Even amnesty advocates acknowledge that the enforcement provisions of any package deal are bogus. For instance, over at the Plum Line, Greg Sargent writes about the Senate outline’s proposal for a commission of southwestern leaders to certify control over the border before the “provisionally” amnestied illegals get green cards:
And if this “commission” doesn’t ever decide the border is secure, couldn’t that result in 11 million people being stranded in second-class legal limbo?
That’s a legitimate worry, according to Frank Sharry, the executive director of America’s Voice, a group advocating for immigration reform. But he tells me that on a conference call yesterday, Democratic Senators reassured immigration advocates that this commission won’t be constructed in a way that will hold up the process for too long.
As Sharry put it, Democrats realize that they can’t “allow the commission to have a real veto” over setting in motion the path to citizenship. He noted that Dems see the commission as “something that gives the Republicans a talking point” to claim they are prioritizing tough enforcement, giving themselves cover to back a process that “won’t stop people from getting citizenship.”
In other words the certifying commission is a lie.
Another example: the outline calls for an entry-exit system for foreign visitors, which would, if passed, be the seventh time such a system was mandated by Congress. But the outline only calls for such a system at air and sea ports, despite the fact that the vast majority of foreigners coming here do so by land. Again, an enforcement promise that means nothing.
And the open-borders advocacy groups are signaling that they will fight any enforcement measures that are enacted into law. One activist writes at the Huffington Post that any amnesty package should terminate a program that prosecutes border infiltrators (it’s a misdemeanor on the first offense, a felony afterward). You would think they’d be willing to support such a program after an amnesty and after the Senate outline’s provision for effectively unlimited immigration go into effect. But apparently they understand better than clueless Republican pols that an amnesty bill will serve as a magnet for more illegal immigration because the enforcement promises are fake, and they want to make sure that flow is not impeded.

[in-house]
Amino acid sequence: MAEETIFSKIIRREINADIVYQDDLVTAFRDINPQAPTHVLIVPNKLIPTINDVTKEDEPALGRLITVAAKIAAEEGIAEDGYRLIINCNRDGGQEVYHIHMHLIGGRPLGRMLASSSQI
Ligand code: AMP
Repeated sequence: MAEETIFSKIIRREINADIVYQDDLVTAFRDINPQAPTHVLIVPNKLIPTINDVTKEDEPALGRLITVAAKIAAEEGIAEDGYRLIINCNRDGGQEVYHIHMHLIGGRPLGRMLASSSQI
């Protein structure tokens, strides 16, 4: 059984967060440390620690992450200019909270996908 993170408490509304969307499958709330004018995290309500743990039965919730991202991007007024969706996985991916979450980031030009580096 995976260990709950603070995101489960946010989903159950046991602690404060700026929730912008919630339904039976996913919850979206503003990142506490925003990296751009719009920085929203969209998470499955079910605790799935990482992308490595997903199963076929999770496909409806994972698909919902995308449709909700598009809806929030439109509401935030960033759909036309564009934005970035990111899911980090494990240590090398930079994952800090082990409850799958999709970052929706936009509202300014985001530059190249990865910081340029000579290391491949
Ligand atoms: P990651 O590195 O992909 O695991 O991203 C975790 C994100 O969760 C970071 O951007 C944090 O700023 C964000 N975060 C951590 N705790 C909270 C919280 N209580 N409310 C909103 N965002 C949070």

Also, the ACLU has made clear that it will wage a legal jihad against the provision mandating the screening of all new hires with the E-Verify system. E-Verify is the main enforcement bait the open-borders crowd holds out to attract naive conservatives to back amnesty (though the Senate outline was careful not to mention E-Verify specifically, because Schumer wants to replace it with something “better”, a process which wouldn’t be completed until years after all the current illegals are legalized — if ever). Preventing its full implementation is key to crippling future enforcement and ensuring that illegal immigration continues.
Such a pre-planned campaign to kill the enforcement component of any amnesty deal isn’t new. Just a couple of years after he ushered through Congress the 1986 immigration deal, which offered amnesty in exchange for employer sanctions (the ban on hiring illegals), Ted Kennedy tried to kill the sanctions, and was stopped only by an open letter signed by, among others, Coretta Scott King, demanding that the sanctions stay in place. In other words, Kennedy made the enforcement promises exclusively to dupe his skeptical colleagues into voting for the amnesty, knowing that he would try to undo them once the illegals were safely legalized.
At around the same time, the National Council of La Raza published a report also calling for an end to employer sanctions, claiming they were inherently discriminatory and could not be allowed to continue. In other words they too, having gotten their part of the deal through amnesty, tried to renege by killing the only reason the other side agreed to the amnesty. This is especially relevant to today’s debate because the author of that report was one Cecilia Munoz, then a prominent official with La Raza.
Munoz is now in charge of immigration at the White House, no doubt already planning how to kill the enforcement promises in this latest amnesty proposal.
Mark Krikorian, a nationally recognized expert on immigration issues, has served as Executive Director of the Center for Immigration Studies (CIS) since 1995. The Center, an independent, non-partisan research organization in Washington, D.C., examines and critiques the impact of immigration on the United States.